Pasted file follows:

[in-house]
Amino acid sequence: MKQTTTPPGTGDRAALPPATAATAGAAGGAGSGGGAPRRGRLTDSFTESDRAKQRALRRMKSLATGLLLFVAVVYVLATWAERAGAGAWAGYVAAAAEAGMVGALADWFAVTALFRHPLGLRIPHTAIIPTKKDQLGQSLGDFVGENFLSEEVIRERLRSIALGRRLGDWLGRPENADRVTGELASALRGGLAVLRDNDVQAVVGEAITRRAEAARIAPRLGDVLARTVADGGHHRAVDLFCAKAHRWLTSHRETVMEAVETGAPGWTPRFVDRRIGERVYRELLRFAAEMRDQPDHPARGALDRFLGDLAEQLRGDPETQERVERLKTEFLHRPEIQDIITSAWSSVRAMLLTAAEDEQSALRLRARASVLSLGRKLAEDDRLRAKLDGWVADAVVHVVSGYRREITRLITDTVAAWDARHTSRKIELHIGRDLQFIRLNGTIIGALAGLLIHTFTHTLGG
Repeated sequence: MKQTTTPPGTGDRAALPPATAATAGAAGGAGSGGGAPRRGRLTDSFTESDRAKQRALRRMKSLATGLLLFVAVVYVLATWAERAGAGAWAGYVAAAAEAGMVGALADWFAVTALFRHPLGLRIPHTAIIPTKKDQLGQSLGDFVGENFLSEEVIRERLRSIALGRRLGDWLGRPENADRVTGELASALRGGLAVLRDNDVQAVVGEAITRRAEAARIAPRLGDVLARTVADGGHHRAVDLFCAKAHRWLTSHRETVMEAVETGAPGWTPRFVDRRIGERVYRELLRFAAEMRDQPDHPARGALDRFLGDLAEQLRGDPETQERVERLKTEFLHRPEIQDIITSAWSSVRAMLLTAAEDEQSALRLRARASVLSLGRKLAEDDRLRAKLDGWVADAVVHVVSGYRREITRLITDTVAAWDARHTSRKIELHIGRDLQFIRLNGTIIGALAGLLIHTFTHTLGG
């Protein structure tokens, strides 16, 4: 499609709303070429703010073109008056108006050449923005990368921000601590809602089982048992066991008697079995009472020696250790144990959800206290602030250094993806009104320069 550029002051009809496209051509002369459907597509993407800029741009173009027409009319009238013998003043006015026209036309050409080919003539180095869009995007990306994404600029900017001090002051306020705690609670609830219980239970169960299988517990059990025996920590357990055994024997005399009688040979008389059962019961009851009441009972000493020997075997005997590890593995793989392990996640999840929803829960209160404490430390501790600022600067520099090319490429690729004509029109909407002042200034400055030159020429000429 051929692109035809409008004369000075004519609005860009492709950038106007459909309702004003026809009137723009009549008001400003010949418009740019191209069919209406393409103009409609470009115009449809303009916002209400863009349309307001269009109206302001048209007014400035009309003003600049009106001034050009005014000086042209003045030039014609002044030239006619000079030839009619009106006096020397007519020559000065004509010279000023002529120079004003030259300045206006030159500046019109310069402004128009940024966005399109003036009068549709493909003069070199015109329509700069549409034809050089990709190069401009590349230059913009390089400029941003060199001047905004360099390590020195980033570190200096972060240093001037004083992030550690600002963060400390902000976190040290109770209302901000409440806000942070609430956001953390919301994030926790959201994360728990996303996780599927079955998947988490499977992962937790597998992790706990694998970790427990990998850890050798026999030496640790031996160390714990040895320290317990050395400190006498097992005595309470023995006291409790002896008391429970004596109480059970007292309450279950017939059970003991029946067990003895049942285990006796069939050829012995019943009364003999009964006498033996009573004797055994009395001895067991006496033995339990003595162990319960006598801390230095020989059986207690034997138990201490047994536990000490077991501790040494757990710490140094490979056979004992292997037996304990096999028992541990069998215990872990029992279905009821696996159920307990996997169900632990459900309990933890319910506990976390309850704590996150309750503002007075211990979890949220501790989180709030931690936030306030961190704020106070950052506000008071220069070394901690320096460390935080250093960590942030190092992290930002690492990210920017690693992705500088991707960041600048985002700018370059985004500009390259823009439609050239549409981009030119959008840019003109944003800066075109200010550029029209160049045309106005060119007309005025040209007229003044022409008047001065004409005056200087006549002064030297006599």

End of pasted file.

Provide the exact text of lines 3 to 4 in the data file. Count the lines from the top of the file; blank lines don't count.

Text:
Repeated sequence: MKQTTTPPGTGDRAALPPATAATAGAAGGAGSGGGAPRRGRLTDSFTESDRAKQRALRRMKSLATGLLLFVAVVYVLATWAERAGAGAWAGYVAAAAEAGMVGALADWFAVTALFRHPLGLRIPHTAIIPTKKDQLGQSLGDFVGENFLSEEVIRERLRSIALGRRLGDWLGRPENADRVTGELASALRGGLAVLRDNDVQAVVGEAITRRAEAARIAPRLGDVLARTVADGGHHRAVDLFCAKAHRWLTSHRETVMEAVETGAPGWTPRFVDRRIGERVYRELLRFAAEMRDQPDHPARGALDRFLGDLAEQLRGDPETQERVERLKTEFLHRPEIQDIITSAWSSVRAMLLTAAEDEQSALRLRARASVLSLGRKLAEDDRLRAKLDGWVADAVVHVVSGYRREITRLITDTVAAWDARHTSRKIELHIGRDLQFIRLNGTIIGALAGLLIHTFTHTLGG
């Protein structure tokens, strides 16, 4: 499609709303070429703010073109008056108006050449923005990368921000601590809602089982048992066991008697079995009472020696250790144990959800206290602030250094993806009104320069 550029002051009809496209051509002369459907597509993407800029741009173009027409009319009238013998003043006015026209036309050409080919003539180095869009995007990306994404600029900017001090002051306020705690609670609830219980239970169960299988517990059990025996920590357990055994024997005399009688040979008389059962019961009851009441009972000493020997075997005997590890593995793989392990996640999840929803829960209160404490430390501790600022600067520099090319490429690729004509029109909407002042200034400055030159020429000429 051929692109035809409008004369000075004519609005860009492709950038106007459909309702004003026809009137723009009549008001400003010949418009740019191209069919209406393409103009409609470009115009449809303009916002209400863009349309307001269009109206302001048209007014400035009309003003600049009106001034050009005014000086042209003045030039014609002044030239006619000079030839009619009106006096020397007519020559000065004509010279000023002529120079004003030259300045206006030159500046019109310069402004128009940024966005399109003036009068549709493909003069070199015109329509700069549409034809050089990709190069401009590349230059913009390089400029941003060199001047905004360099390590020195980033570190200096972060240093001037004083992030550690600002963060400390902000976190040290109770209302901000409440806000942070609430956001953390919301994030926790959201994360728990996303996780599927079955998947988490499977992962937790597998992790706990694998970790427990990998850890050798026999030496640790031996160390714990040895320290317990050395400190006498097992005595309470023995006291409790002896008391429970004596109480059970007292309450279950017939059970003991029946067990003895049942285990006796069939050829012995019943009364003999009964006498033996009573004797055994009395001895067991006496033995339990003595162990319960006598801390230095020989059986207690034997138990201490047994536990000490077991501790040494757990710490140094490979056979004992292997037996304990096999028992541990069998215990872990029992279905009821696996159920307990996997169900632990459900309990933890319910506990976390309850704590996150309750503002007075211990979890949220501790989180709030931690936030306030961190704020106070950052506000008071220069070394901690320096460390935080250093960590942030190092992290930002690492990210920017690693992705500088991707960041600048985002700018370059985004500009390259823009439609050239549409981009030119959008840019003109944003800066075109200010550029029209160049045309106005060119007309005025040209007229003044022409008047001065004409005056200087006549002064030297006599």